I would be remiss if I didn’t explain what Holacracy really means. There are many misconception out there that have materialized with time. With much credit to Steve Denning, who has written about and dissected the key ingredients of Holacracy, here are some common misconceptions about Holacracy and how they might impact Zappos:
A Super-Charged Hierarchy
The first misconception of Holacracy is that Holacracy is non-hierarchical. While Holacracy puts a lot of emphasis on consensual, democratic decision-making, it is actually explicitly and strongly hierarchical.
Basically, in Holacracy, there is a hierarchy of circles, which are to be run according to detailed democratic procedures (they even have a very detailed constitution behind it). At the same time, each circle operates within the hierarchy. Each higher circle tells its lower circle (or circles), what its purpose is and what is expected of it.
If a circle doesn’t meet the purpose as defined by its higher circle, it can be changed, re-staffed or even abolished.
What this might mean for Zappos is that while the model may work for certain functions (such as customer service, for example), it may run into trouble in functions that require far more coordination and project leadership.
In fact the responsibilities of the “core roles” in Holacracy, such as Lead Link, Rep Link, Facilitator and Secretary, are spelled out in exhaustive detail in the Holacracy Constitution. Any responsibility that isn’t explicitly covered is assigned to one of these roles. To suggest that there are no managers here is a fallacy.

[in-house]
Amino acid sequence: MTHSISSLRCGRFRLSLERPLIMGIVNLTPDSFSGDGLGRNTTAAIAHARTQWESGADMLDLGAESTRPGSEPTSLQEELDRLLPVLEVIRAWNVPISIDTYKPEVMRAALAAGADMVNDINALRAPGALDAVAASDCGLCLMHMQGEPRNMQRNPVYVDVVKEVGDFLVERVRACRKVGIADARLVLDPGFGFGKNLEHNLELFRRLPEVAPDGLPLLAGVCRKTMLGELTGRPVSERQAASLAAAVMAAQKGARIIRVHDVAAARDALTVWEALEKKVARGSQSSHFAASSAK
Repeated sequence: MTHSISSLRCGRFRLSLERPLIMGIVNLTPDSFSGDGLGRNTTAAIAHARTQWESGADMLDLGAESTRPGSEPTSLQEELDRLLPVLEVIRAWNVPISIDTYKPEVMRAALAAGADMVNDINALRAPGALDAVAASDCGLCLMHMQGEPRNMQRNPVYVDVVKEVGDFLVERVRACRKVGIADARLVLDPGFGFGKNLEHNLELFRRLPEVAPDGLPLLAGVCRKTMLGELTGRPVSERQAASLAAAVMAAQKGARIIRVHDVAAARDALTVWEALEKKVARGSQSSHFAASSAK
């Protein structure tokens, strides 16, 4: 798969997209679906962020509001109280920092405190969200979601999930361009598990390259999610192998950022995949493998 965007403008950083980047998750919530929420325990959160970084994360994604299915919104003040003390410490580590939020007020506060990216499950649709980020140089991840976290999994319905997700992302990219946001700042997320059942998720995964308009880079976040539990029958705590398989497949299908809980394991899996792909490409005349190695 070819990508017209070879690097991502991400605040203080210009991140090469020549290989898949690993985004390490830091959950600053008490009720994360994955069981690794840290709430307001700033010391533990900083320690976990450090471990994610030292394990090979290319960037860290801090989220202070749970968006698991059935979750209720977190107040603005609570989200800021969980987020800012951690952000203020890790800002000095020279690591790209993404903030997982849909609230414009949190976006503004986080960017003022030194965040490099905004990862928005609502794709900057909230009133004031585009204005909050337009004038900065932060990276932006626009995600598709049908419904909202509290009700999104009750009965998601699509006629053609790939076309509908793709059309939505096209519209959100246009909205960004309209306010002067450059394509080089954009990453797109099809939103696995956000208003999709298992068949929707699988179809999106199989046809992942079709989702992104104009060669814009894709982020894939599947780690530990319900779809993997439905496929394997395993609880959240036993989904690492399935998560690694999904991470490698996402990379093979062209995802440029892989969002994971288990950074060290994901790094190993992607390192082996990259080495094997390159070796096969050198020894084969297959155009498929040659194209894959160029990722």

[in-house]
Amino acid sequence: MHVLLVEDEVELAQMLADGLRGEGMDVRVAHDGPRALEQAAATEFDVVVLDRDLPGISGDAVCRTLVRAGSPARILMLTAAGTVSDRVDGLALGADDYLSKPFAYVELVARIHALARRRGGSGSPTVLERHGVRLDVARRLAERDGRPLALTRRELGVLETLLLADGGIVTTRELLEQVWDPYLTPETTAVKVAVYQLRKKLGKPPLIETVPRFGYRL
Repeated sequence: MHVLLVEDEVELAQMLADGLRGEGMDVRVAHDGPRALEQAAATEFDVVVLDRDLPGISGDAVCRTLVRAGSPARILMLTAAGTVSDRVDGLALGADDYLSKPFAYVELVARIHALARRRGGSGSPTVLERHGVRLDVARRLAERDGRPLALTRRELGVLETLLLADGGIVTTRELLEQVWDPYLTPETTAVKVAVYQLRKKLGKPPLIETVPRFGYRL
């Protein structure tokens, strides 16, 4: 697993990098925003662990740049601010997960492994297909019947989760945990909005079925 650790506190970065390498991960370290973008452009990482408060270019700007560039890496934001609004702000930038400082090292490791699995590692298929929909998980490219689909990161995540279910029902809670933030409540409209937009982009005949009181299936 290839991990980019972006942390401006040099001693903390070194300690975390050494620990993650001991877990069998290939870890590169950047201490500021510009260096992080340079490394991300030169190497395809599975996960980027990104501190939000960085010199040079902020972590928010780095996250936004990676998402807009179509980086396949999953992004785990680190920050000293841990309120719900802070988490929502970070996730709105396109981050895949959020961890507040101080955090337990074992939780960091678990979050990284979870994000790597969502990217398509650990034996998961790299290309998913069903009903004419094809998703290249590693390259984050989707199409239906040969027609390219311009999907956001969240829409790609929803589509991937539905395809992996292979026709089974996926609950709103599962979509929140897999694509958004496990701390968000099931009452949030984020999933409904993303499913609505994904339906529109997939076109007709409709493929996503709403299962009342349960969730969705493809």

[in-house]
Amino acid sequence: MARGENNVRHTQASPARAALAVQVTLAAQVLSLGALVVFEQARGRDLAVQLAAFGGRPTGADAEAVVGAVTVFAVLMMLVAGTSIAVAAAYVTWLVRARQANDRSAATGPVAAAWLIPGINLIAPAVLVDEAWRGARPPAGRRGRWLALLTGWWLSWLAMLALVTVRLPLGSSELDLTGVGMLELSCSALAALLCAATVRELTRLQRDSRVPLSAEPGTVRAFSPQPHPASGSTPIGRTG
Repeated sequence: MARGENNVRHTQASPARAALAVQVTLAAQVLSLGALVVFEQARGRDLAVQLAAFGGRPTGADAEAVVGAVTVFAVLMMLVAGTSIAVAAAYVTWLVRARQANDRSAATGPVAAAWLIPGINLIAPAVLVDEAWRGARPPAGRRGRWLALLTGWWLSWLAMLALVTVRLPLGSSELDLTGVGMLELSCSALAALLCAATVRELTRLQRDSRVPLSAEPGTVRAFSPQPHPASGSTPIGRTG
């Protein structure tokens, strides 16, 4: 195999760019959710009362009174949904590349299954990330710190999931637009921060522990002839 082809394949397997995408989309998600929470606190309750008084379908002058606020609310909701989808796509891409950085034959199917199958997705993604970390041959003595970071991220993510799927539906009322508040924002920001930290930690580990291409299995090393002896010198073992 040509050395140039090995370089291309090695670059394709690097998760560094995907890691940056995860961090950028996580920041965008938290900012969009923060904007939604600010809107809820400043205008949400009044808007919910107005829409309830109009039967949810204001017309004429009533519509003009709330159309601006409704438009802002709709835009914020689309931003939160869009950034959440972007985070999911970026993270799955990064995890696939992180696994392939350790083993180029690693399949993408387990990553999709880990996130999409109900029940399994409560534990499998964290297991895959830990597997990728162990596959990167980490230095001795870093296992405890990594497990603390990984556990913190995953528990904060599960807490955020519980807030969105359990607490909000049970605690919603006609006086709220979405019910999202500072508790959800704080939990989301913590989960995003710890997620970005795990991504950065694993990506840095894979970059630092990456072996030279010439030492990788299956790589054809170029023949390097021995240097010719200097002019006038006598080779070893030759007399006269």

This structure can potentially lead to “power-jockeying” and bureaucracy as individuals start vying for roles that come with increased power and decision-making abilities. No managers, certainly does not mean no people seeking positions of power.
Just Follow the Manual
Each circle is required to be run democratically and openly while governed with exhaustively detailed procedures on how things like meetings are to be managed and how decisions are to be made.
We know how disempowering manuals and scripts can be. Today, Zappos provides its employees with incredible autonomy to be able to do what ‘s right for the customer (comes back to delivering “wow”). Today, most decisions are guided by simple principles and follow Zappos’ ten core values. How will Holacracy’s manuals and processes guide decisions? Will it still be simple? Will they continue to focus on the prize – their customer?